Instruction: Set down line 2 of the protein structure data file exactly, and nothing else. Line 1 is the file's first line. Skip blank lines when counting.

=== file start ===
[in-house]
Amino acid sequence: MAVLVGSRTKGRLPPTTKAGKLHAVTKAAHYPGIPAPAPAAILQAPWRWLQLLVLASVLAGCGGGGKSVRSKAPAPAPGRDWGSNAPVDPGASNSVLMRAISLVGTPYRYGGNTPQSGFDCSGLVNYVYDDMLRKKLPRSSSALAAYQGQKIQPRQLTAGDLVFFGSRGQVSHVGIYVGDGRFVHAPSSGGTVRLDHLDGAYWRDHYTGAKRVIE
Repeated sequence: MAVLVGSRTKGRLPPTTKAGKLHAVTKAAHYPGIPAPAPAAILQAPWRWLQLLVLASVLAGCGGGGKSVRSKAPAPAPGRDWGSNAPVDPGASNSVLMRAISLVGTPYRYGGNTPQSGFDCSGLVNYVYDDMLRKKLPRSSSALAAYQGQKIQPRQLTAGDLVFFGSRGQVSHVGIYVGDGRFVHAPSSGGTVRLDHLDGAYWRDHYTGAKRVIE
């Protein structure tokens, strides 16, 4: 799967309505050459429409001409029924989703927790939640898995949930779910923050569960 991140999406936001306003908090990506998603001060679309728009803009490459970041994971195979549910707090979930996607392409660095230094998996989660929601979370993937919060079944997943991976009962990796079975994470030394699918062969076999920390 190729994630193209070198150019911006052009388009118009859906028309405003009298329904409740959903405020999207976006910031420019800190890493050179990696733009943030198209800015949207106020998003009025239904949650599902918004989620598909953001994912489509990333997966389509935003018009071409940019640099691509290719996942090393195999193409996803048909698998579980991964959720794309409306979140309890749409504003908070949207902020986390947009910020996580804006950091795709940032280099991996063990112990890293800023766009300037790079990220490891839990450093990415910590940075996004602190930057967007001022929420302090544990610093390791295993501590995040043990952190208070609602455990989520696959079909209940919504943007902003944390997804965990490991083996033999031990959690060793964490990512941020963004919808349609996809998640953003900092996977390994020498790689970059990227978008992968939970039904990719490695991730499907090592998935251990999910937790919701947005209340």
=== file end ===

Amino acid sequence: MAVLVGSRTKGRLPPTTKAGKLHAVTKAAHYPGIPAPAPAAILQAPWRWLQLLVLASVLAGCGGGGKSVRSKAPAPAPGRDWGSNAPVDPGASNSVLMRAISLVGTPYRYGGNTPQSGFDCSGLVNYVYDDMLRKKLPRSSSALAAYQGQKIQPRQLTAGDLVFFGSRGQVSHVGIYVGDGRFVHAPSSGGTVRLDHLDGAYWRDHYTGAKRVIE